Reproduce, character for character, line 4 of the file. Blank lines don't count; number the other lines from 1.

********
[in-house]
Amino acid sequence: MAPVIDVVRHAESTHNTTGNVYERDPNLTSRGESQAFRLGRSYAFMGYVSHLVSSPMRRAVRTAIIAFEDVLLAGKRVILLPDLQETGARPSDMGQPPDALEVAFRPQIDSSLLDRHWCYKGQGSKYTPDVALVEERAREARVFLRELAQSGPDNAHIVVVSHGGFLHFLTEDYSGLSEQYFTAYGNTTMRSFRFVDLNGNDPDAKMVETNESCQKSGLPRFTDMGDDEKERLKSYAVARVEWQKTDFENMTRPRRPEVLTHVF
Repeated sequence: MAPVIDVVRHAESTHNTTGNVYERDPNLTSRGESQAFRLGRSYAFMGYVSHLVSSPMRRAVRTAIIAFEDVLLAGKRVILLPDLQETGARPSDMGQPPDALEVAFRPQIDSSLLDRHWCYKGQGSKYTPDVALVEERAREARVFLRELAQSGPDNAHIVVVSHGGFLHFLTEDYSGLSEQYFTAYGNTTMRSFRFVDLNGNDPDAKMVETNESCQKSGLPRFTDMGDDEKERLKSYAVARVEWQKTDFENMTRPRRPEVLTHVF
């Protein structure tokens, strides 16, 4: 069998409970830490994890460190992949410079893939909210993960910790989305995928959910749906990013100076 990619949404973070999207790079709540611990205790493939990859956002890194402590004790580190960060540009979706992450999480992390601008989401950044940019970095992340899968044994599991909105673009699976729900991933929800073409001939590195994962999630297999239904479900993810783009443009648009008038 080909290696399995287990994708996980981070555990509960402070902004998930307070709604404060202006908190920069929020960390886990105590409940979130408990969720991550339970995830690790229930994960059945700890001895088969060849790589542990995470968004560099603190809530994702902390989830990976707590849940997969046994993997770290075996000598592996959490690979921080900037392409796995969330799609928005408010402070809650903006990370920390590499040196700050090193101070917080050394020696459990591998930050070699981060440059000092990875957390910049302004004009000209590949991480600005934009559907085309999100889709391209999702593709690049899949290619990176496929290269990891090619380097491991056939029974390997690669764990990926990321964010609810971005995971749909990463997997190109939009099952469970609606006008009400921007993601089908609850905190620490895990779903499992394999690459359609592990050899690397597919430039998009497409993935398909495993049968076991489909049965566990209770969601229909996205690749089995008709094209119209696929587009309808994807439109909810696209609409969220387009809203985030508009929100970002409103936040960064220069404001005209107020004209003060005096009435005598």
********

């Protein structure tokens, strides 16, 4: 069998409970830490994890460190992949410079893939909210993960910790989305995928959910749906990013100076 990619949404973070999207790079709540611990205790493939990859956002890194402590004790580190960060540009979706992450999480992390601008989401950044940019970095992340899968044994599991909105673009699976729900991933929800073409001939590195994962999630297999239904479900993810783009443009648009008038 080909290696399995287990994708996980981070555990509960402070902004998930307070709604404060202006908190920069929020960390886990105590409940979130408990969720991550339970995830690790229930994960059945700890001895088969060849790589542990995470968004560099603190809530994702902390989830990976707590849940997969046994993997770290075996000598592996959490690979921080900037392409796995969330799609928005408010402070809650903006990370920390590499040196700050090193101070917080050394020696459990591998930050070699981060440059000092990875957390910049302004004009000209590949991480600005934009559907085309999100889709391209999702593709690049899949290619990176496929290269990891090619380097491991056939029974390997690669764990990926990321964010609810971005995971749909990463997997190109939009099952469970609606006008009400921007993601089908609850905190620490895990779903499992394999690459359609592990050899690397597919430039998009497409993935398909495993049968076991489909049965566990209770969601229909996205690749089995008709094209119209696929587009309808994807439109909810696209609409969220387009809203985030508009929100970002409103936040960064220069404001005209107020004209003060005096009435005598």